Smith bounds back into the past, remembering humourous stories from her Stratford years, like the time when “poor Brian (Bedford) had so many understudies onstage with him in Richard III that he couldn’t tell who was who and finally screamed out, ‘Who’s Surrey now?’”
And one of her happiest tales is told at her own expense regarding the role she can now admit was her least beloved at Stratford: Lady Macbeth.
“Opening night of the Scottish play, my letter was handed to me the wrong way around. The props were always fantastic there and it was written in this kind of medieval mad Germanic writing.
“There wasn’t a prayer you could have read it upside down. Mercifully, I knew it. If I hadn’t, I would have had to turn it right side up, which would have truly brought the house down in quite the wrong way.”
Her journey back to Stratford will include time with her dear friend and former company member Barbara Budd, who is taking Smith to a performance of Hirsch, the biography of a man who directed Smith twice in her Stratford years.
“I liked John Hirsch enormously. He was very gentle and very knowing. One felt he was all the characters in those Chekhov plays he directed.”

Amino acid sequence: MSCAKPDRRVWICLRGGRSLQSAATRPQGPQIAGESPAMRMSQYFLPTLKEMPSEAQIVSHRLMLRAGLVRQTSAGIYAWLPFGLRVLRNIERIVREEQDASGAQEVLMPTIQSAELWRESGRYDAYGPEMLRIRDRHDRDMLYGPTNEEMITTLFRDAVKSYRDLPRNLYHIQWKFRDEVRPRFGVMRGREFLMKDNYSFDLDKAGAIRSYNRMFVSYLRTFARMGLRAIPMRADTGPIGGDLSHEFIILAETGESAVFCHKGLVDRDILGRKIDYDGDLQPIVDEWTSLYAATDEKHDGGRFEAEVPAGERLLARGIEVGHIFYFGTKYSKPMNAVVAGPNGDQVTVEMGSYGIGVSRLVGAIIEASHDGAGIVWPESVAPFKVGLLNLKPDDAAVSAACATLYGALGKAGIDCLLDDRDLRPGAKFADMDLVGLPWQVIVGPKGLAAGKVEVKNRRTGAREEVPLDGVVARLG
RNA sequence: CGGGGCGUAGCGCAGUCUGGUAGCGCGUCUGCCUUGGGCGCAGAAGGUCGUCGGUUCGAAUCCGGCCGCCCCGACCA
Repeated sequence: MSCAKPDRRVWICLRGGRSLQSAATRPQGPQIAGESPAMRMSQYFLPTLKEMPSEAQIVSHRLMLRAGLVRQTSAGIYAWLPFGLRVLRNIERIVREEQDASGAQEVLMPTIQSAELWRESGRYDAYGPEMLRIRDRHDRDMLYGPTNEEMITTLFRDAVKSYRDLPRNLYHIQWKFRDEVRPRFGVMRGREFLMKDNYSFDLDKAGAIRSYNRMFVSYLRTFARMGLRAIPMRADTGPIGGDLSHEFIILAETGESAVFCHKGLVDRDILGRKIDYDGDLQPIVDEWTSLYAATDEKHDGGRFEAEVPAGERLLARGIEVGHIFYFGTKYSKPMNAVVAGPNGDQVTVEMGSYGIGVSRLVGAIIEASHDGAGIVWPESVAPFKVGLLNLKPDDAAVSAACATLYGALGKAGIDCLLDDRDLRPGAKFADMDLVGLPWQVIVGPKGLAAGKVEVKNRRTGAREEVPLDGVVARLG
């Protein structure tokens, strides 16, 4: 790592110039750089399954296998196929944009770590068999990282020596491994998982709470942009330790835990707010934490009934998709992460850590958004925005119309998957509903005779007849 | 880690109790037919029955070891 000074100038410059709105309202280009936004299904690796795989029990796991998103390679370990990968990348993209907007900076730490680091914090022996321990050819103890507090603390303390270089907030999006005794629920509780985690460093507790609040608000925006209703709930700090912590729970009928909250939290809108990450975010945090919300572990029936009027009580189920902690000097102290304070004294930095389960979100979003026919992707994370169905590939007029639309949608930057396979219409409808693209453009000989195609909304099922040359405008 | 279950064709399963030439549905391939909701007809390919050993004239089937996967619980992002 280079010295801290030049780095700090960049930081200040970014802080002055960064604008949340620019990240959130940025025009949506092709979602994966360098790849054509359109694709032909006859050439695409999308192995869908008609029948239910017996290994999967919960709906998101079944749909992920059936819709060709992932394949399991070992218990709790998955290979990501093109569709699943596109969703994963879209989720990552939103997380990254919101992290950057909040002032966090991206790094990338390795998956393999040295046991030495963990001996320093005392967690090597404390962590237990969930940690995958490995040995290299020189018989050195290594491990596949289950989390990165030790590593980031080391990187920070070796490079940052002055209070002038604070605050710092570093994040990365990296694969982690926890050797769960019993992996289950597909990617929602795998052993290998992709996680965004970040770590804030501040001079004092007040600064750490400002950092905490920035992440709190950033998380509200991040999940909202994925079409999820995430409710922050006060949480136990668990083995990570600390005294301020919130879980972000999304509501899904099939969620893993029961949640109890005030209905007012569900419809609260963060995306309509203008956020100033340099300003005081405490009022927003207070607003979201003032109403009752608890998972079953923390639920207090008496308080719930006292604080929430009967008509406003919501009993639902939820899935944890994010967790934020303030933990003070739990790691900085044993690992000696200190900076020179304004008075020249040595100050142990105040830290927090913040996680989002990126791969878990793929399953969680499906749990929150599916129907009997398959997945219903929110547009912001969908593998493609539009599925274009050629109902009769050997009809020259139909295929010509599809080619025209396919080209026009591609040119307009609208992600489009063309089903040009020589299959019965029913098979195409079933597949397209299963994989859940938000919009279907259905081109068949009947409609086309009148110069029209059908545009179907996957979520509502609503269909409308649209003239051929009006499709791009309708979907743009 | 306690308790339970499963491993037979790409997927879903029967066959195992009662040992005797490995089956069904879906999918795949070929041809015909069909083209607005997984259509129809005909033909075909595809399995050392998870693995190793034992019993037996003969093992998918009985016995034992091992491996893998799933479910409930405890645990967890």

Smith pauses and looks around at the changes that have been wrought in The Savoy by its 2010 renovation.
“It looks lovely,” she pronounces. “And I’m sure they treat people better now. I could never get to eat here. When I was doing The Importanceof Being Earnest, I popped by one night for a sandwich in the bar and they said, ‘You can’t come in here wearing denim.’
“Then another time, I was working with Noel Coward across the river at the National and he brought a bunch of us in for dinner, but I was refused service because I was wearing trousers. Noel was living here then, so he just took us all up to his room for bangers and mash.”
Discussion of a world governed by dress codes and rules brings Downton Abbey to the table. This series set on an estate in Yorkshire, starting in 1916, has been enormously popular ever since it debuted on British TV in September 2010.
Both of the first two seasons were aired shortly after on PBS in North America, with equally successful results, and the third outing begins this month in England; in January over here.
Smith tries to analyze the puzzle.
“You know, I think Downton is the reason that everybody thinks I’m suddenly so popular, because I’ve never really done a television series before.
“People think of you differently if you’ve been in their homes. They think they own you because they watched you while they were eating dinner, or they can turn you up or down, or even freeze you.”